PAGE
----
by: Uxue Rambla Eguilaz
Last June the IDA in collaboration with NYU and the University of Toulouse organized an exciting imaging project at the cave of Marsoulas in south France. Although small (the cave is only fifty meters long and between four and one meters wide), the cave has very complex Palaeolithic panels with engraved and painted motifs superimposing themselves. And here it is where RTI comes into play: to help uncover subtle details to the naked eye.
The cave of Marsoulas, closed to the public to ensure its preservation, has been studied with both traditional techniques and the latest technology, including 3D imaging and RTI. The aims of the IDA project at Marsoulas were to image sections of different panels to see in the study of which areas within the cave RTI would be most helpful, to facilitate present and future research, and to assess how well can RTI work in the cave. Since RTI technology works best in flat surfaces, the sometimes uneven cave surfaces created more than one challenge. But what is a project without a challenge!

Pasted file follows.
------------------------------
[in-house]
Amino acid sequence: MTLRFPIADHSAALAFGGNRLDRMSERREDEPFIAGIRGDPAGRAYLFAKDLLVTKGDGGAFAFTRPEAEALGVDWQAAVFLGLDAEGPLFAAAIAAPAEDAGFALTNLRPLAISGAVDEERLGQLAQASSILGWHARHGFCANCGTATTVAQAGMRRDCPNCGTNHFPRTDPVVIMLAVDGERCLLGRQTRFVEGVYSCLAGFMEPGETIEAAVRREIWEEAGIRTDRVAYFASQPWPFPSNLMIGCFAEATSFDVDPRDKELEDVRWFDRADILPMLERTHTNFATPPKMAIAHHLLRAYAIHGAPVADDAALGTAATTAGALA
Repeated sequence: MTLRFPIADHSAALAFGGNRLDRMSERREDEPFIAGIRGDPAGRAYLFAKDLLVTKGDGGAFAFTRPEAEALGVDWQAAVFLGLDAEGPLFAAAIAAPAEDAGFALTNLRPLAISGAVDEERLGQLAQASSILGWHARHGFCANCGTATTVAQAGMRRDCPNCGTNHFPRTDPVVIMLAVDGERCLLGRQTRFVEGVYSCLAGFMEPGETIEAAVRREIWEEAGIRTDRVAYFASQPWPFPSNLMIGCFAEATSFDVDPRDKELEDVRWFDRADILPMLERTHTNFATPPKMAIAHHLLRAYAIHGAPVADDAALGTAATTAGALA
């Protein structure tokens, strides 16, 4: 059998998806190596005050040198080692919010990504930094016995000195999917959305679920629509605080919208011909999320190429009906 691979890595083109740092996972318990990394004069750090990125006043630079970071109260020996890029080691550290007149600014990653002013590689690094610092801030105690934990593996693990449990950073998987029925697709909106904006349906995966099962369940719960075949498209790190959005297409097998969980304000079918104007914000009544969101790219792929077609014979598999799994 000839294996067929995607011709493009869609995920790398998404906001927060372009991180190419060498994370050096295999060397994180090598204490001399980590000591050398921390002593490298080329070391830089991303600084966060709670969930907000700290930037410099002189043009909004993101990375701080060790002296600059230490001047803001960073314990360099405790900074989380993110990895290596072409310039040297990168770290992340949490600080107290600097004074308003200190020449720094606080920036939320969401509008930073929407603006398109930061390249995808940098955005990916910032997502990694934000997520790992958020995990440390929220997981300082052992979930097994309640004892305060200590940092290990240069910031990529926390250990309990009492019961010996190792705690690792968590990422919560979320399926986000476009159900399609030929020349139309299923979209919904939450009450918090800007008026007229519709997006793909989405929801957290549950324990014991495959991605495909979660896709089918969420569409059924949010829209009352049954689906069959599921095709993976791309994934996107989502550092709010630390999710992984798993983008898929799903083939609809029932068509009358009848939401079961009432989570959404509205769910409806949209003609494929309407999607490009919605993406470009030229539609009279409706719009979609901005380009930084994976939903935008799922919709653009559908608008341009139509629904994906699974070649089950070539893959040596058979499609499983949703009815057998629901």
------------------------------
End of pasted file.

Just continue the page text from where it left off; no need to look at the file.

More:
The processed images included sections of modern graffiti and engravings, part of a red-dotted panel, a small but complex group of bisons in an array of positions, and part of a big panel of both engraved and painted horses. The head of the iconic red-dotted bison was also imaged to see in more detail its incised and later painted eye, and its engraved horns. Furthermore, Marsoulas is filled with human representations, of which we imaged a small wall fragment depicting an intriguing frontal anthropomorphic figure with what seemed to be a bird’s peak. These images will now be used alongside other data for the still ongoing research of a cave where there is still plenty to discover.